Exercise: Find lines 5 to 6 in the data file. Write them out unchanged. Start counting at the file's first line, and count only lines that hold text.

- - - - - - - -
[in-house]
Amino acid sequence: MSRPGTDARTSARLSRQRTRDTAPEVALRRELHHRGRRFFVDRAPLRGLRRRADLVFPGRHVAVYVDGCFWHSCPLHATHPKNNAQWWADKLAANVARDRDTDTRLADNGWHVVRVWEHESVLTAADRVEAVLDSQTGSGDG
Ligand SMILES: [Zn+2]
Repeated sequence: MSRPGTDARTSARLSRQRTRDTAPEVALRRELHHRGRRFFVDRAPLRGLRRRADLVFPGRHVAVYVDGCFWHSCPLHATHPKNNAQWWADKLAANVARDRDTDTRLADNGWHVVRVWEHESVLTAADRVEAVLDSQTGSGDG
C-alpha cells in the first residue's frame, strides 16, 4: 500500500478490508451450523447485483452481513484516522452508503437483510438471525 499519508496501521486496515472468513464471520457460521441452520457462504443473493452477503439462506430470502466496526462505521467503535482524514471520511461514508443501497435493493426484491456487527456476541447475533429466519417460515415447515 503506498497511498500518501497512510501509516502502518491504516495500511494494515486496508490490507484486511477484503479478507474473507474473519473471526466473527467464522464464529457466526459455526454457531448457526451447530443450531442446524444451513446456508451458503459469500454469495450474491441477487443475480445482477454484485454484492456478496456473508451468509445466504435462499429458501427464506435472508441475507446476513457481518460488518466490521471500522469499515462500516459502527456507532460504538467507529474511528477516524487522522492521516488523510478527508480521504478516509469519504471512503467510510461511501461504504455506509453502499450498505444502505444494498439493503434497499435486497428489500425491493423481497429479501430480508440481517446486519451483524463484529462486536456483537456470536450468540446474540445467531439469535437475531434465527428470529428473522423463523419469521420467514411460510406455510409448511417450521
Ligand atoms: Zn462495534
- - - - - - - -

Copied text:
C-alpha cells in the first residue's frame, strides 16, 4: 500500500478490508451450523447485483452481513484516522452508503437483510438471525 499519508496501521486496515472468513464471520457460521441452520457462504443473493452477503439462506430470502466496526462505521467503535482524514471520511461514508443501497435493493426484491456487527456476541447475533429466519417460515415447515 503506498497511498500518501497512510501509516502502518491504516495500511494494515486496508490490507484486511477484503479478507474473507474473519473471526466473527467464522464464529457466526459455526454457531448457526451447530443450531442446524444451513446456508451458503459469500454469495450474491441477487443475480445482477454484485454484492456478496456473508451468509445466504435462499429458501427464506435472508441475507446476513457481518460488518466490521471500522469499515462500516459502527456507532460504538467507529474511528477516524487522522492521516488523510478527508480521504478516509469519504471512503467510510461511501461504504455506509453502499450498505444502505444494498439493503434497499435486497428489500425491493423481497429479501430480508440481517446486519451483524463484529462486536456483537456470536450468540446474540445467531439469535437475531434465527428470529428473522423463523419469521420467514411460510406455510409448511417450521
Ligand atoms: Zn462495534